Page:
Backdoor Disguised as Java Server Page Targets Web-hosting Servers

Malware like BKDR_JAVAWAR.JG prove that web servers are viable targets by cybercriminals as they store crucial data and can easily be used to infect other systems once unwitting users visit those affected websites.

We recently spotted a Java Server page that performs backdoor routines and gains control over vulnerable server. Trend Micro detects this as BKDR_JAVAWAR.JG. This malware may arrive as either a file downloaded from certain malicious sites or as a file dropped by other malware.

For this attack to be successful, the targeted system must be a Java Servlet container (such as Apache Tomcat) or a Java-based HTTP server. Another possible attack scenario is when an attacker checks for websites powered by Apache Tomcat then attempts to access the Tomcat Web Application Manager.

Using a password cracking tool, cybercriminals are able to login and gain manager/administrative rights allowing the deployment of Web application archive (WAR) files packaged with the backdoor to the server. The backdoor will be automatically added in the accessible Java Server pages. To execute its routine, the attacker can access the Java Server page using the following:

Error! Hyperlink reference not valid. sub-directory inside Tomcat webapps folder}/{malware name}

Once done, the backdoor can now browse, upload, edit, delete, download or copy files from the infected system using the following Web console tab:

It can also do remote command line instructions using this web console tab:

The attacker can view information like system information, program versions, installation and important directories via the web console tab:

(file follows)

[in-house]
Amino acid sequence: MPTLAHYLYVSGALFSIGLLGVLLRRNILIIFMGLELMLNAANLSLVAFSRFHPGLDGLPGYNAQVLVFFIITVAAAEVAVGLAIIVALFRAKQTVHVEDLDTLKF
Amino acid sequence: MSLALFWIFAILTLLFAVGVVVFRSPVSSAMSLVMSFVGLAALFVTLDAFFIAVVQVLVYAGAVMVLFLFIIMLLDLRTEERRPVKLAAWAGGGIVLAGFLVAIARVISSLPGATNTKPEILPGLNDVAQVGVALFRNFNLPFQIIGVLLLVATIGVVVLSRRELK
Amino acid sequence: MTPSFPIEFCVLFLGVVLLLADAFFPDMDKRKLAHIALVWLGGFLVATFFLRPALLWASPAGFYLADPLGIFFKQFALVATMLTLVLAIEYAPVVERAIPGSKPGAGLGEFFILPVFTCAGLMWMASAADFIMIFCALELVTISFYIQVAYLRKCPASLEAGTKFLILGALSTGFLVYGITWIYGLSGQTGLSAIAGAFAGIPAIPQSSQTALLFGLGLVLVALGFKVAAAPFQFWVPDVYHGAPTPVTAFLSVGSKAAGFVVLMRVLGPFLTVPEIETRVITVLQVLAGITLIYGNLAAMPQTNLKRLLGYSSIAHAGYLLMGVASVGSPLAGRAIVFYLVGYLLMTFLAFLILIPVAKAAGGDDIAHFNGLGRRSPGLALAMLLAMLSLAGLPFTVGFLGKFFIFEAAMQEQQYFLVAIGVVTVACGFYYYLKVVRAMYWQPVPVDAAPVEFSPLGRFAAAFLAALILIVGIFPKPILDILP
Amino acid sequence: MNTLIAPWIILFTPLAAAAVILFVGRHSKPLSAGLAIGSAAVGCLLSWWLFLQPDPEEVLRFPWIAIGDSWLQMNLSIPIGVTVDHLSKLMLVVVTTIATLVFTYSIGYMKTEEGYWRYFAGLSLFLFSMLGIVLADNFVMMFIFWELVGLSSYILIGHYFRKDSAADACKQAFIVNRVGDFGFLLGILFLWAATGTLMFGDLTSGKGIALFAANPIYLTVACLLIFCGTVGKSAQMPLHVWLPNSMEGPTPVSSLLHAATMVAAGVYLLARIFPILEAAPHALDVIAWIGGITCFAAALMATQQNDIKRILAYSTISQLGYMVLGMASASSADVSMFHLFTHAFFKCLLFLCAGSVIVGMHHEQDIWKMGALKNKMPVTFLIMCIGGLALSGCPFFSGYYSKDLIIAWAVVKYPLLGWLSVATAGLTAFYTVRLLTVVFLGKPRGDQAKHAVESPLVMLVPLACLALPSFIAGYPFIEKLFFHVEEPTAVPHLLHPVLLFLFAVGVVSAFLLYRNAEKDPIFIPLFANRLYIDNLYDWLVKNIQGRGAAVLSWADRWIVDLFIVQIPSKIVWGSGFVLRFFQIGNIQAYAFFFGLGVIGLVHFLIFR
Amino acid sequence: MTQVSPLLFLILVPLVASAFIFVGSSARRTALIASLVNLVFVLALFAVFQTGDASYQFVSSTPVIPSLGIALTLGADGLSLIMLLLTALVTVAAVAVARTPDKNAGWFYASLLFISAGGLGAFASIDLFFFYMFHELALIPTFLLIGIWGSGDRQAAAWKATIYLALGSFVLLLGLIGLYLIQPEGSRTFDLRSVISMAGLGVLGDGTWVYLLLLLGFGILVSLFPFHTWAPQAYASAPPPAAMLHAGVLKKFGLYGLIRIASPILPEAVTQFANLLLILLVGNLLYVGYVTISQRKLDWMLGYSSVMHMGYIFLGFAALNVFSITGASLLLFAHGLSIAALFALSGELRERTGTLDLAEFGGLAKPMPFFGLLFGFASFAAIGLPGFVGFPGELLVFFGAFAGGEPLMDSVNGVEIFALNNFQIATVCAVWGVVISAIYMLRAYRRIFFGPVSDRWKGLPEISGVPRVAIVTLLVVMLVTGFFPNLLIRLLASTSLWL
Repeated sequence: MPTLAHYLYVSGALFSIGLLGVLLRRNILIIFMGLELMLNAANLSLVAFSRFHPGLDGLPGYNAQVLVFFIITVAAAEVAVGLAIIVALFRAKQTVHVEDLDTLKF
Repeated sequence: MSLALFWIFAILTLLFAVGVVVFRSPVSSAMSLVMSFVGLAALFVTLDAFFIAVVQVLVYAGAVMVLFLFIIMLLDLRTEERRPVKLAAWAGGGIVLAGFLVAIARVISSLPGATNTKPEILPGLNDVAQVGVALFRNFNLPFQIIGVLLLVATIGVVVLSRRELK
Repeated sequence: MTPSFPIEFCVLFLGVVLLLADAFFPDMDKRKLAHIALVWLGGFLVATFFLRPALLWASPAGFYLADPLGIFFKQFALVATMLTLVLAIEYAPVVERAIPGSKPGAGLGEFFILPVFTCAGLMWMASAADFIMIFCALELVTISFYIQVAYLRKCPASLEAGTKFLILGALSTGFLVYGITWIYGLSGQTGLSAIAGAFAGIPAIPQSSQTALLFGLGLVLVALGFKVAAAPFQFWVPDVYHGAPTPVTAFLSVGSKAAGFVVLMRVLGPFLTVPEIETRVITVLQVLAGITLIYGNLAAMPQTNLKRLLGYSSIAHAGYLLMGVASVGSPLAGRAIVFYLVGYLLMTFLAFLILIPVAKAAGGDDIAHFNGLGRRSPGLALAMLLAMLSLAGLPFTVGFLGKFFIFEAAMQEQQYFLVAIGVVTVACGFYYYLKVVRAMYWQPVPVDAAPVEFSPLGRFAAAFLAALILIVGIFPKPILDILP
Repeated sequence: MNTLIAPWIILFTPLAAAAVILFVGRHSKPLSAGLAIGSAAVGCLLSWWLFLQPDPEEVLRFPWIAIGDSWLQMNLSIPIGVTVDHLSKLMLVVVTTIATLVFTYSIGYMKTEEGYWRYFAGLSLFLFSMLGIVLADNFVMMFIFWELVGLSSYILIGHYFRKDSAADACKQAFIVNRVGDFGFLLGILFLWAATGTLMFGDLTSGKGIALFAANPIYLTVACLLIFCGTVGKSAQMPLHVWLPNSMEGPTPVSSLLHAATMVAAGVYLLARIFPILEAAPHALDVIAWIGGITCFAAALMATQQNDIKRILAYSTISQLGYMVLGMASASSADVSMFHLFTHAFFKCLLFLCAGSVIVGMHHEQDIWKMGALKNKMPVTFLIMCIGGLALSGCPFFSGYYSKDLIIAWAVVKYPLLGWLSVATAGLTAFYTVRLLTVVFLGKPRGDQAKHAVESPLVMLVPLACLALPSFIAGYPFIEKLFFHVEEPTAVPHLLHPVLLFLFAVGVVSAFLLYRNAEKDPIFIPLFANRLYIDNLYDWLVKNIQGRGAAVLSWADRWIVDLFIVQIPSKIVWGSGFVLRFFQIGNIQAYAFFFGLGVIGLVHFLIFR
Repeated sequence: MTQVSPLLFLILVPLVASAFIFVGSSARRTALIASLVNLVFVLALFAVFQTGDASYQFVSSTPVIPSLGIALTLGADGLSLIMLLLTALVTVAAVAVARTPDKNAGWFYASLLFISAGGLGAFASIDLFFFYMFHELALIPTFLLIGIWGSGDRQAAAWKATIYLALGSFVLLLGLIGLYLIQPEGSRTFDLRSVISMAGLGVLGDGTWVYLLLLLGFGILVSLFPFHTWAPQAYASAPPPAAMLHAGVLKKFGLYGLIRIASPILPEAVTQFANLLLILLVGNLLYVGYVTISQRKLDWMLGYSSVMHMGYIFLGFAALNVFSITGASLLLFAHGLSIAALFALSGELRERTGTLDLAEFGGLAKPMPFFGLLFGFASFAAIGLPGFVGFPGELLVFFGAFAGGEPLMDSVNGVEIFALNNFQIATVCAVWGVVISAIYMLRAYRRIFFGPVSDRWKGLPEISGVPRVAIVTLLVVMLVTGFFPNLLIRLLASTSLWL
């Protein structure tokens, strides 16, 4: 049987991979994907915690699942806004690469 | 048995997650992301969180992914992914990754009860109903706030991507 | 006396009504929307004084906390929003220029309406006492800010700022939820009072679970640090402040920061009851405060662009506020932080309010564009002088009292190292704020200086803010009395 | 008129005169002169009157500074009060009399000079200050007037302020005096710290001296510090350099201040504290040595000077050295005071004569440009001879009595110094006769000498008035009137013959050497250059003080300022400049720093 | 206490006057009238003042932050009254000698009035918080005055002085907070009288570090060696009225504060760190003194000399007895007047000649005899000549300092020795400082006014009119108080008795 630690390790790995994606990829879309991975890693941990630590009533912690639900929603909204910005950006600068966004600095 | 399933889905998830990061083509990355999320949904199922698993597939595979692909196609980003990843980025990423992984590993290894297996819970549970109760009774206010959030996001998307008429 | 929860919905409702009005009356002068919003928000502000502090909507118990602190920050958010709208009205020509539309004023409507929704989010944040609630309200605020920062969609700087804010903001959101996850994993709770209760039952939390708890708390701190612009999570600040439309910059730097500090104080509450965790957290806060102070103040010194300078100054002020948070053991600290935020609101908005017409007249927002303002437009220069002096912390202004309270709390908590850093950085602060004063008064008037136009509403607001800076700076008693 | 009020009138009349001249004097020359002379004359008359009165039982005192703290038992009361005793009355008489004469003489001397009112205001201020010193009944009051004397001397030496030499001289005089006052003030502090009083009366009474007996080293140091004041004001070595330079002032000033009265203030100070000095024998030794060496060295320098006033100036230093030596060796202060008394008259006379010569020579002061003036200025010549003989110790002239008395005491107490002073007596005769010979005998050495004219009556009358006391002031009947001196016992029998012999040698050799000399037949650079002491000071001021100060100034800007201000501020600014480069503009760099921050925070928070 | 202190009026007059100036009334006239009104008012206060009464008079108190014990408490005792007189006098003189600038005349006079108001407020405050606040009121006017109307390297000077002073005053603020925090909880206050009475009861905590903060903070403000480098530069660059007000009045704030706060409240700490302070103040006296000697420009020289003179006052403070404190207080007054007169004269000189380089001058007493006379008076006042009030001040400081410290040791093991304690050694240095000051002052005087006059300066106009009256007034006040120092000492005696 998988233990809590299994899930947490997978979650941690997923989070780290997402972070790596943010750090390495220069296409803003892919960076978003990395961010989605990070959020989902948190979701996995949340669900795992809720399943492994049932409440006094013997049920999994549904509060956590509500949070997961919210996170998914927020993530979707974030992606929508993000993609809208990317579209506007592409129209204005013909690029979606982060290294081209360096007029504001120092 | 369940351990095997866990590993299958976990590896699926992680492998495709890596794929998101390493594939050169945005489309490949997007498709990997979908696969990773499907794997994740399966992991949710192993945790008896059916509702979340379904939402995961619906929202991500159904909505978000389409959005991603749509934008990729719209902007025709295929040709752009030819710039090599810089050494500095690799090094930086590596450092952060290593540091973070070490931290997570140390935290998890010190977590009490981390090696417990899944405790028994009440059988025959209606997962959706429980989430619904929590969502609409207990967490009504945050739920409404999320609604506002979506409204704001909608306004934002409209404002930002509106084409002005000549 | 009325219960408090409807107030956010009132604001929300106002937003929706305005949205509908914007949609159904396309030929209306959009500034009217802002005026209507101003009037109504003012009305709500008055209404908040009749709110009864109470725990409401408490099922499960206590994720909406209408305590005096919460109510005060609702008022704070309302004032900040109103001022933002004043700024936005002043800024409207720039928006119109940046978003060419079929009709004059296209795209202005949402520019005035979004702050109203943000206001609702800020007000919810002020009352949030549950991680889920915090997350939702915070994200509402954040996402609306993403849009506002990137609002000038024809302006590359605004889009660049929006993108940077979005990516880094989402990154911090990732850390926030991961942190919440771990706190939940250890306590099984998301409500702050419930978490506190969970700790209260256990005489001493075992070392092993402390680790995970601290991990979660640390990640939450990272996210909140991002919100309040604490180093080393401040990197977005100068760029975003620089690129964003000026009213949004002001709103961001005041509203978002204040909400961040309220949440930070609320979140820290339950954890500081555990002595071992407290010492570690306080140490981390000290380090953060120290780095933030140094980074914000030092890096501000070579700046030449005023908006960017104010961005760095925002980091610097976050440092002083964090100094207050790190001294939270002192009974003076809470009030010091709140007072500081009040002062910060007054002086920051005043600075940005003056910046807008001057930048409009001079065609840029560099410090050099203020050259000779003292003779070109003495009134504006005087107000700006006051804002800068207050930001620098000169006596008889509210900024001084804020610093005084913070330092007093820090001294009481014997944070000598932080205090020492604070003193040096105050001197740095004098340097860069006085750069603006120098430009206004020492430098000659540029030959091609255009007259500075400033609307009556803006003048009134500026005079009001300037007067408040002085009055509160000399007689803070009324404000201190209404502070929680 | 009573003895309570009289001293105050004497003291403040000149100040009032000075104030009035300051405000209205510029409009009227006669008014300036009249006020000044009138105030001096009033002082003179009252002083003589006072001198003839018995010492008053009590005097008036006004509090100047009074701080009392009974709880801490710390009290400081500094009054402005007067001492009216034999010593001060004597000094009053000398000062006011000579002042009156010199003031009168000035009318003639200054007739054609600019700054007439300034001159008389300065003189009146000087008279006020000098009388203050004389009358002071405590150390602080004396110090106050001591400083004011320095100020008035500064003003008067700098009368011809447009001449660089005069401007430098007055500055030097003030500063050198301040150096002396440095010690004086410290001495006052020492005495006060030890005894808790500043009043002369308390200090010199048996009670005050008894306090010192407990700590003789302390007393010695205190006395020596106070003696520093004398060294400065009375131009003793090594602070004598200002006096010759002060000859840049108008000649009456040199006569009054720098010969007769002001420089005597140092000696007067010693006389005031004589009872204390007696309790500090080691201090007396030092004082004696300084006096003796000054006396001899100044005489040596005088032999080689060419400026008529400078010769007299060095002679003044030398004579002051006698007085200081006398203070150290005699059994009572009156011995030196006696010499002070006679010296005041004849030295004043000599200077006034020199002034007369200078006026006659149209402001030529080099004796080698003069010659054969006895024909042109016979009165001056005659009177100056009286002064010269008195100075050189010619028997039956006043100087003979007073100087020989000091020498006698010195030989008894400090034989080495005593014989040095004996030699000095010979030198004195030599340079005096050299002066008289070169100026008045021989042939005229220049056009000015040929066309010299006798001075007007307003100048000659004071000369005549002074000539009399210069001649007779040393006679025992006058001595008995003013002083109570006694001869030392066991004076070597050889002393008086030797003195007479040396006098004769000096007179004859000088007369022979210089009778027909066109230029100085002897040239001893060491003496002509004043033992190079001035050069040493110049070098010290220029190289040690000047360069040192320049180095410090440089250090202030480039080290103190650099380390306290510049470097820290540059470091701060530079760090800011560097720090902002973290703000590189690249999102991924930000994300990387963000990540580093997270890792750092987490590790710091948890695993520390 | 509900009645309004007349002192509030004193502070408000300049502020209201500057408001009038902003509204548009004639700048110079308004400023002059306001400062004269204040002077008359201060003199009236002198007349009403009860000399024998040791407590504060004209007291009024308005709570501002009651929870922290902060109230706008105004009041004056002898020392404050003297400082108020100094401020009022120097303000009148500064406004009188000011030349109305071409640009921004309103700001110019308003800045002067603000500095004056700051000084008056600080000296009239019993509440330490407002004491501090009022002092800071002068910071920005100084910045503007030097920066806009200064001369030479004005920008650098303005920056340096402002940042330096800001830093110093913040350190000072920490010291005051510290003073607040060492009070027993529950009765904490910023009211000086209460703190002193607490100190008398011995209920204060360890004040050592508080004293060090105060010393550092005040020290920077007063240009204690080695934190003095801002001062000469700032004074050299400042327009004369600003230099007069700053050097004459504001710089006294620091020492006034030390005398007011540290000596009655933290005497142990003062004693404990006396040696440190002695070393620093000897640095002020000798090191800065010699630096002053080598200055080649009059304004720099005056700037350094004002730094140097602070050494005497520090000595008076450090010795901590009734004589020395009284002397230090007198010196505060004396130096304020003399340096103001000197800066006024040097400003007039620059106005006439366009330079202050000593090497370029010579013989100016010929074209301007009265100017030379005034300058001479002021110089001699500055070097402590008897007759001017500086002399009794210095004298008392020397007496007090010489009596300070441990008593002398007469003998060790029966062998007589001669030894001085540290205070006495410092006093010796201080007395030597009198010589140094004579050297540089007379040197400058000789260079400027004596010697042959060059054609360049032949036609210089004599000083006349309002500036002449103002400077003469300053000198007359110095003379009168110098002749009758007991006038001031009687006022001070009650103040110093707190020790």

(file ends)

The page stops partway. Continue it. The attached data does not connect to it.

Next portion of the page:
Aside from gaining access to sensitive information, an attacker gains control of the infected system thru the backdoor and can carry out more malicious commands onto the vulnerable server.

There are certain steps that users can do to avoid this threat. First, users should regularly implement security updates issued by software vendors, to prevent exploits affecting software vulnerabilities. Another is to refrain from visiting unknown websites and bookmark trusted ones. Lastly, users should use strong passwords that are resilient to password cracking tools. To know more about the best practices in creating resilient passwords, you may read our FAQ article Will Your Passwords Pass the Test?

Trend Micro Smart Protection Network protects users from this threat by detecting and deleting BKDR_JAVAWAR.JG if found on the system.

Hat tip to Threat response engineer Joan Gan. With analysis from Threat response engineer Jaime Reyes

Post from: Trendlabs Security Intelligence Blog – by Trend Micro

Backdoor Disguised as Java Server Page Targets Web-hosting Servers

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Story added 27. December 2012, content source with full text you can find at link above.